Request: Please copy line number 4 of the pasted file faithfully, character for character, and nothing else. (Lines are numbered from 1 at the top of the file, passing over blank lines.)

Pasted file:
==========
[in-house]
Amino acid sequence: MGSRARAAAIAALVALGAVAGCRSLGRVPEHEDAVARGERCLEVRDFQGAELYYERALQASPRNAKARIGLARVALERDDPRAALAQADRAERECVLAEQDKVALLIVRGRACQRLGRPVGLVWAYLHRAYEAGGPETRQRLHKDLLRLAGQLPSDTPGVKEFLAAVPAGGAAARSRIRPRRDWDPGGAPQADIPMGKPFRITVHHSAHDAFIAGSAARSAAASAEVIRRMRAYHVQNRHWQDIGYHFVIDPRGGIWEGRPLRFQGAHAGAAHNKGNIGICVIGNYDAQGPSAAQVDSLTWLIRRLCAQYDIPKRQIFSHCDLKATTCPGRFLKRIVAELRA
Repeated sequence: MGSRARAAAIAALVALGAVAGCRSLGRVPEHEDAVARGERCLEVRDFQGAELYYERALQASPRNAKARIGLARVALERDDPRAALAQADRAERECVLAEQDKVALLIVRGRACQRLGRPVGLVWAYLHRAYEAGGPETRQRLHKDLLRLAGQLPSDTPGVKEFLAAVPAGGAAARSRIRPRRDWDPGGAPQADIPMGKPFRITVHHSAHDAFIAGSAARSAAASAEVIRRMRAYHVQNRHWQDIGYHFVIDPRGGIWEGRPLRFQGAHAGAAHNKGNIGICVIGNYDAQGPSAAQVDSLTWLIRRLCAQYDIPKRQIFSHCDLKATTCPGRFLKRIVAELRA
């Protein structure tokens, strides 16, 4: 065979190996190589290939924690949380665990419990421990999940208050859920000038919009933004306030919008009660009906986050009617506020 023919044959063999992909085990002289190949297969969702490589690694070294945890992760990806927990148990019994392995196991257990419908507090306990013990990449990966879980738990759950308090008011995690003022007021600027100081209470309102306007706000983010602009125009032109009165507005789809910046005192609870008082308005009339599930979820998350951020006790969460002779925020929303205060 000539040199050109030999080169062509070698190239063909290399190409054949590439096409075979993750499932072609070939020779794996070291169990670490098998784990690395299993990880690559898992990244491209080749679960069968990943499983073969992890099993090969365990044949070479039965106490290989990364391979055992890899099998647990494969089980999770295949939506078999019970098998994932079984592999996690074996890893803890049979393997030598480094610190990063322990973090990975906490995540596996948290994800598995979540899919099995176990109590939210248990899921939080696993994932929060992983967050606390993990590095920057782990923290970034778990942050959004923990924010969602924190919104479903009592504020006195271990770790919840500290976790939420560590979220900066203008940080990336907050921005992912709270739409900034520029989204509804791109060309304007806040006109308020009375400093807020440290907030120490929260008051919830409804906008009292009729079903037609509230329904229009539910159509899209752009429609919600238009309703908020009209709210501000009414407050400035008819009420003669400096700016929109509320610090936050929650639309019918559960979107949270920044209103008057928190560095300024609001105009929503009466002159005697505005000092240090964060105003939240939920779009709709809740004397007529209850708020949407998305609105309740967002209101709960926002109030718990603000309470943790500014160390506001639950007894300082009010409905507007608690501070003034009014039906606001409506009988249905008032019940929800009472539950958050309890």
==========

């Protein structure tokens, strides 16, 4: 065979190996190589290939924690949380665990419990421990999940208050859920000038919009933004306030919008009660009906986050009617506020 023919044959063999992909085990002289190949297969969702490589690694070294945890992760990806927990148990019994392995196991257990419908507090306990013990990449990966879980738990759950308090008011995690003022007021600027100081209470309102306007706000983010602009125009032109009165507005789809910046005192609870008082308005009339599930979820998350951020006790969460002779925020929303205060 000539040199050109030999080169062509070698190239063909290399190409054949590439096409075979993750499932072609070939020779794996070291169990670490098998784990690395299993990880690559898992990244491209080749679960069968990943499983073969992890099993090969365990044949070479039965106490290989990364391979055992890899099998647990494969089980999770295949939506078999019970098998994932079984592999996690074996890893803890049979393997030598480094610190990063322990973090990975906490995540596996948290994800598995979540899919099995176990109590939210248990899921939080696993994932929060992983967050606390993990590095920057782990923290970034778990942050959004923990924010969602924190919104479903009592504020006195271990770790919840500290976790939420560590979220900066203008940080990336907050921005992912709270739409900034520029989204509804791109060309304007806040006109308020009375400093807020440290907030120490929260008051919830409804906008009292009729079903037609509230329904229009539910159509899209752009429609919600238009309703908020009209709210501000009414407050400035008819009420003669400096700016929109509320610090936050929650639309019918559960979107949270920044209103008057928190560095300024609001105009929503009466002159005697505005000092240090964060105003939240939920779009709709809740004397007529209850708020949407998305609105309740967002209101709960926002109030718990603000309470943790500014160390506001639950007894300082009010409905507007608690501070003034009014039906606001409506009988249905008032019940929800009472539950958050309890």